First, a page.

Chapter 21. Infrared


This chapter is outdated

What is missing on most android devices is an infrared interface. Exceptions are phones as from Huawei.

One solution is to use the 3.5mm audio socket to connect an IR transmitter. Having this, many things can be done with the android device:

  1. Remote controller for TV and other multimedia devices

  2. Door opener

  3. Camera remote controller

LIRC the Linux Infra Red Controller package has been taken over to Android. Since most android devices lack on IR receiver capabilities the required config files can not be made. To made them a Linux computer with Lirc is the option.

The simplest hardware driver is it is limited to send out about 3m. More advanced designs use extra power as from a battery to improve this as or use a bluetooth to audio converter where the android device communicates with the bluetooth devices via bluetooth and the IR transmitter is plugged to the bluetooth device. Since the bluetooth device has some power and it is stationary, any kind of IR transmitters and distances can be handled.

Irdroid sells transmitter (IR and bluetooth) and has it remote controller SW

Conversal is a remote controller using LIRC (or/and for Linux multimedia centers SSH)

Androlirc is the straight forward porting of LIRC and is considered a legacy application replaced by Conversal.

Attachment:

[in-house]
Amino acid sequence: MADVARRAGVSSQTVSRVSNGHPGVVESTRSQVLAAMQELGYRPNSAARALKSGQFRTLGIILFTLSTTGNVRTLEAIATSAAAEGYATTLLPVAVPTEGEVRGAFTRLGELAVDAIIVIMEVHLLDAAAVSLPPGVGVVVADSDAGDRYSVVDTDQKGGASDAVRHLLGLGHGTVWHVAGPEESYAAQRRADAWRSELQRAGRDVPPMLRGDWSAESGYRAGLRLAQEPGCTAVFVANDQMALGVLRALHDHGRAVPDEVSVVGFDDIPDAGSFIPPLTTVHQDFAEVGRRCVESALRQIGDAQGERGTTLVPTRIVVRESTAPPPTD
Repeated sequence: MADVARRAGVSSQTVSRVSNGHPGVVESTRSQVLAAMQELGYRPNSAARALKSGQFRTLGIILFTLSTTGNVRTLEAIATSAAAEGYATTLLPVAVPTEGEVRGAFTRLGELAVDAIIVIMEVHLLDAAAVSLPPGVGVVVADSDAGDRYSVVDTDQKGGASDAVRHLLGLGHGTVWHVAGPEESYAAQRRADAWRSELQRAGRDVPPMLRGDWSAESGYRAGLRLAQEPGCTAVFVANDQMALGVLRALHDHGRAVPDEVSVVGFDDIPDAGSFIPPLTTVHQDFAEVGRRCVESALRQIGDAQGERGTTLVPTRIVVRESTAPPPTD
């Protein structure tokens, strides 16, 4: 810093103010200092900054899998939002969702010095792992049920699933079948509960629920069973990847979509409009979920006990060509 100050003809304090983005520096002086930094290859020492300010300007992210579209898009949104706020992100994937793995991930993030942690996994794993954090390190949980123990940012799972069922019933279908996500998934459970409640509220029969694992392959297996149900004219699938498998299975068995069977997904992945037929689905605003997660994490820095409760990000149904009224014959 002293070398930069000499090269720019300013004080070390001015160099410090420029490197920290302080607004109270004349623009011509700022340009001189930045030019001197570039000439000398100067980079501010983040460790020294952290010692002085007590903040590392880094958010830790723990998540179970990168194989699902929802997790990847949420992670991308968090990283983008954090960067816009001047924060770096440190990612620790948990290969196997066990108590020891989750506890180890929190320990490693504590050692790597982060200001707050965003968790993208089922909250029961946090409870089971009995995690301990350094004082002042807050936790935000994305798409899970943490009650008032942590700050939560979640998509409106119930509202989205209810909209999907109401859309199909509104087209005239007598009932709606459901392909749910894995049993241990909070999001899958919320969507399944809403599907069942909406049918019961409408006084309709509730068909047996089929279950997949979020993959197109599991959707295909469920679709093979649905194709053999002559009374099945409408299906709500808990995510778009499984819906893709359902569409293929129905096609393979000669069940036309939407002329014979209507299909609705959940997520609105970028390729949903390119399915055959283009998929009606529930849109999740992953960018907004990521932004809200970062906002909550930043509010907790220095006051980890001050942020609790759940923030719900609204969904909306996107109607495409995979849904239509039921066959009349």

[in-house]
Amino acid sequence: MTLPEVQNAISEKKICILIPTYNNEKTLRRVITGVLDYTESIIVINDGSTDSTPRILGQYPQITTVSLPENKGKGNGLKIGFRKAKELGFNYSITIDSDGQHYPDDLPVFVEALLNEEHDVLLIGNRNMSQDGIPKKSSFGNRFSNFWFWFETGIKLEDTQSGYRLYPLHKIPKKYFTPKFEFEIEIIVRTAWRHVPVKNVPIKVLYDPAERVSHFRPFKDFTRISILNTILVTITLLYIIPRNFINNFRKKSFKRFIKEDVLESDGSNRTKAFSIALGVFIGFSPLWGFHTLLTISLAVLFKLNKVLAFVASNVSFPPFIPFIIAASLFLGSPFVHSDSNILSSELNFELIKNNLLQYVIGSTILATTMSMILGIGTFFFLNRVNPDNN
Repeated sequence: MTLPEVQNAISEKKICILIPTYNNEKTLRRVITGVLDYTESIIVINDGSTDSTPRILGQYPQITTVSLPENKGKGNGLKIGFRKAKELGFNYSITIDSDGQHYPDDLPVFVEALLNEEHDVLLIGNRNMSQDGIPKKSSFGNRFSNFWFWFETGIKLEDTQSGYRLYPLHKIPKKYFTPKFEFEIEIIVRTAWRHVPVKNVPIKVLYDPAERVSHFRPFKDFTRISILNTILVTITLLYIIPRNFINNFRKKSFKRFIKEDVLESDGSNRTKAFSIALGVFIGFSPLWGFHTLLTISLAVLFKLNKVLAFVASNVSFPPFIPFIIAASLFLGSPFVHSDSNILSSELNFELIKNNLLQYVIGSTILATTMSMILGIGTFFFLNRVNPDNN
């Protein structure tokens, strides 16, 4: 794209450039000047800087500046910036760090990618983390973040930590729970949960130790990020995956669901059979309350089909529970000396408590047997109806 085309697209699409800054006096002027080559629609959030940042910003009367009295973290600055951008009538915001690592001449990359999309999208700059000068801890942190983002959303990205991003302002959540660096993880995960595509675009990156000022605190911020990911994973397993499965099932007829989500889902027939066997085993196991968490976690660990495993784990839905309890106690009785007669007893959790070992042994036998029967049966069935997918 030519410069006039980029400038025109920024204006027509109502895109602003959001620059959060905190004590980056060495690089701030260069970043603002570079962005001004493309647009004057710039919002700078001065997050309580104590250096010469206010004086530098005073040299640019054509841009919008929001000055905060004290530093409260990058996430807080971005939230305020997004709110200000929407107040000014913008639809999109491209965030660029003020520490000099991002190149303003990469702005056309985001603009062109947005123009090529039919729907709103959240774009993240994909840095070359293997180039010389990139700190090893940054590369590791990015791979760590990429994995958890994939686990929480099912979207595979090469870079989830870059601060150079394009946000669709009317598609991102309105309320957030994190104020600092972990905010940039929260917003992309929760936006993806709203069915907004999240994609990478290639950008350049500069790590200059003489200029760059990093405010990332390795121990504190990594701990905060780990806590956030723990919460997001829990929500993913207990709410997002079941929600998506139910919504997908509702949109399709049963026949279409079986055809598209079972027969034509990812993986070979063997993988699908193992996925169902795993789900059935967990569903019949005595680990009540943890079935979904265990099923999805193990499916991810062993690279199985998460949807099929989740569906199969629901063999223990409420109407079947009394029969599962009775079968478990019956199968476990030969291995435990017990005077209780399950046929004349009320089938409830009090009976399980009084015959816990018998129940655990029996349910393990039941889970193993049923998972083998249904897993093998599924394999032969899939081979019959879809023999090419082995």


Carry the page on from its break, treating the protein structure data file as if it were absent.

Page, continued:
Androlirc will probably no more further developed and Conversal seems to go into a different direction than just be a remote controller. Therefore it looks that I will write my own app.

PhotoIRmote (not free) is controlling a camera . It is actually very easy to control a camera. Since a remote controller has maybe just two buttons, two audio files can be created that can be sent out using a IR transmitter. It is so simple that I will probably write my first app for that. Unfortunately my camera collection is not so big therefore I can not test and support many cameras. The problem is to know the ir wave forms and that are not well or not at all documented in public. I plan to do it sound file based, so new cameras can be added without any necessary programming.

Unfortunately Androlirc and Conversal are not stable and have a lot of issues on my Samsung Galaxy S3 sending audio to a Belkin bluetooth device. I guess that something (probably Belkin bluetooth device or bluethooth sw ) handles the lirc ir audio as sound and disturbs it using maybe something as a sound compression algorithms. Indication for that came from observation recording ir signals with a native Linux PC using the soundcard with alsa and observing them using audacity or using an real oscilloscope. The signals look disturbed. Everything from a native Linux PC works but almost every thing from Samsung Galaxy S3 towards the Belkin bluethooth device does not. I did not do a lot of tests with directly connection the ir transceiver to my Galaxy S3, since it is too new. An other obstacle is that the voltage amplitude is too small to make the simple ir transmitter working.

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